The New York State Public Service Commission (NYPSC) is seeking further details from Noble Environmental Power LLC about a wind turbine collapse that occurred in March 2009 at the Noble Altona Windpark.
Noble must show why it should not be required to demonstrate, through a third-party certification or otherwise, that its wind farms in New York are providing safe wholesale electric service, and that all quality assurance and quality control program measures and manufacturer recommendations for inspection and maintenance of turbines, towers and related facilities have been implemented for the facilities in New York.
The NYPSC's decision stems from an investigation into the collapse of a wind turbine at the 65 turbine wind farm in Clinton County, N.Y. The investigation concluded that the physical collapse of one turbine and the failure of another was the result of certain wiring being incorrectly installed.
The incorrect wiring prevented the turbines from going into an automatic shut-down mode due to a loss of electric power, which occurred the day of the collapse when contractors changed settings on a bank of relays, according to the NYPSC.
During the course of the investigation, Noble was unable to satisfactorily explain why the questionable wiring would have been present in two of its turbines, according to the PUC.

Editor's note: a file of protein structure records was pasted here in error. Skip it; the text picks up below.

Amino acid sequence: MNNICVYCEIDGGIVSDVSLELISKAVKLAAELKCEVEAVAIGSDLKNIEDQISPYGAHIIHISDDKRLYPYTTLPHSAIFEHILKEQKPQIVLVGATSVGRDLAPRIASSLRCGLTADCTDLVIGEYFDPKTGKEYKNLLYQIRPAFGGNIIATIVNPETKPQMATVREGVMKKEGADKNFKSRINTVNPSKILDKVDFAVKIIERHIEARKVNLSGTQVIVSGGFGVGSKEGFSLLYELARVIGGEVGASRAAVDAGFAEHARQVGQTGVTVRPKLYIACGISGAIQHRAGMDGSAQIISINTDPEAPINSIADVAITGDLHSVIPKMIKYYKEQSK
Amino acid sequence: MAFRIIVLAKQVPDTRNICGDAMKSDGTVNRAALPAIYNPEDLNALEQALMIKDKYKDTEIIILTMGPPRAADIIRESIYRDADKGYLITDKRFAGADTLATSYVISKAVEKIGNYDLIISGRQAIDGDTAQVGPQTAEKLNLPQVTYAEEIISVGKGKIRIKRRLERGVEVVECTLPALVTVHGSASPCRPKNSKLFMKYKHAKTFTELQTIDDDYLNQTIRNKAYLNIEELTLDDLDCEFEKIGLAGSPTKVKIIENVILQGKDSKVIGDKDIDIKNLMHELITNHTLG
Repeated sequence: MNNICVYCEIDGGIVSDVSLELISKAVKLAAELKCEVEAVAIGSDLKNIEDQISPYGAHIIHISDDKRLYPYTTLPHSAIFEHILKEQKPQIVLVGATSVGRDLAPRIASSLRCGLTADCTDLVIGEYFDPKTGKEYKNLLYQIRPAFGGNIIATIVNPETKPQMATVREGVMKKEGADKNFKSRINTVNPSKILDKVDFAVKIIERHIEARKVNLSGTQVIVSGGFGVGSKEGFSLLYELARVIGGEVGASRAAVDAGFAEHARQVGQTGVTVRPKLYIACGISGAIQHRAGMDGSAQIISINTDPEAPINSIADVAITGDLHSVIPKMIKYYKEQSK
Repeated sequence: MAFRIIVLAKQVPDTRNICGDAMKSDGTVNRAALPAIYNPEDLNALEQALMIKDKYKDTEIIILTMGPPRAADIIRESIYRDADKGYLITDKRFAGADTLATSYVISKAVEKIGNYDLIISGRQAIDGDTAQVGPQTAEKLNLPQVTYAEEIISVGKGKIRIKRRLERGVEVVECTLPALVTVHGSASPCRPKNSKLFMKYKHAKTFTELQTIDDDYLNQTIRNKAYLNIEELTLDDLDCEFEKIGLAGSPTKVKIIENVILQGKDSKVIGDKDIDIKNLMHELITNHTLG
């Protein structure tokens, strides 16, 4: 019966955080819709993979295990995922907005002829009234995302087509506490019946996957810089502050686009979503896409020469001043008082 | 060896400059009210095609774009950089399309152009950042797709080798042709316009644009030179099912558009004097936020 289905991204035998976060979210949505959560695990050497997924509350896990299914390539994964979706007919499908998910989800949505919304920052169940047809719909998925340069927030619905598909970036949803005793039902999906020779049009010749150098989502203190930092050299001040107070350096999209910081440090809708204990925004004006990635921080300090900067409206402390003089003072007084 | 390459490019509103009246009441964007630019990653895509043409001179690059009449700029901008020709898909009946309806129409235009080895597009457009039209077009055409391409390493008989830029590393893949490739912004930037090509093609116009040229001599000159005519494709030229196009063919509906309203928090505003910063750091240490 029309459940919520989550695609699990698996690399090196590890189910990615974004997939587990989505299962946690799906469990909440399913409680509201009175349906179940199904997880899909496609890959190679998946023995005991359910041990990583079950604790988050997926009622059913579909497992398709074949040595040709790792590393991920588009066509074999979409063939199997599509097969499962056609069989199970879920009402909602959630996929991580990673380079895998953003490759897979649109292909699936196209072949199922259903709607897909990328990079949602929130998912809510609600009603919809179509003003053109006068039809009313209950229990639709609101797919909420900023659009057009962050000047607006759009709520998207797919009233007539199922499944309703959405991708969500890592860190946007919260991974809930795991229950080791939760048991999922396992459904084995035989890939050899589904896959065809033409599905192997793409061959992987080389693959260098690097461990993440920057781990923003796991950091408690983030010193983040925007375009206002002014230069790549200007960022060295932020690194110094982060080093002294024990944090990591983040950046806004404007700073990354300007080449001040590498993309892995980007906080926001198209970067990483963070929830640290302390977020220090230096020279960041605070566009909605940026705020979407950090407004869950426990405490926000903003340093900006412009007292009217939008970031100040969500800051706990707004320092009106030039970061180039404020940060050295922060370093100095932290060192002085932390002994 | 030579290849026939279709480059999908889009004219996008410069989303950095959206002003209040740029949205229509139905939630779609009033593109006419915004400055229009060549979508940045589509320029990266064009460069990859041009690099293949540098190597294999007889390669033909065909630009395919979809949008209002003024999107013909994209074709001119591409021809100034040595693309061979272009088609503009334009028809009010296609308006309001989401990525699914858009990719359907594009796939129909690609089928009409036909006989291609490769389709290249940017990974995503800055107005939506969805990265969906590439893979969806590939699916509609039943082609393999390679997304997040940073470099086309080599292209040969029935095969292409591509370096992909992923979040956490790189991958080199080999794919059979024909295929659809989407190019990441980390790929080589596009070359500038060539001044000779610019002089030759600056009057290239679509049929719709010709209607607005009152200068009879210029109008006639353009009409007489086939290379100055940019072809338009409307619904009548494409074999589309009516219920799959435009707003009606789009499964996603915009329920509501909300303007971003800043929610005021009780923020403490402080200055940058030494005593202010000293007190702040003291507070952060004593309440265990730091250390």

The investigation also revealed a number of instances where best practices may not have been followed in terms of monitoring operations and where compliance with quality measures and manufacturer recommendations for the inspection and maintenance of turbines may not have been fully implemented.
‘We have received the commission's order and the report, are currently reviewing both documents, and will reply to the NYPSC as requested,’ says a spokesperson for Noble. ‘In the meantime and as always, the continued safety of our employees and neighbors is of utmost importance to us. All of the turbines in Noble's North American fleet are operated by our GE-trained and certified wind technicians, in accordance with stringent, industry-standard operating and safety practices.’
As a result of the Altona incident, a diagnostic verification program has been created by the turbine manufacturer to detect the presence of the aberrant turbine wiring that had interfered with the safe-mode operation.
In addition to specific requirements being imposed on Noble, the NYPSC will be advising those proposing regulated wind farms of its plan to include a certificate condition requiring such companies to demonstrate – prior to facility operation – through a third-party certification or otherwise, that the emergency control system will safely shut down the wind turbine upon a loss of power and that the control system meets the manufacturer specifications for the facility.
The NYPSC also expects to include a certificate condition requiring compliance with manufacturer recommendations for inspection and maintenance of turbines, towers and related equipment.
For more information, visit dps.state.ny.us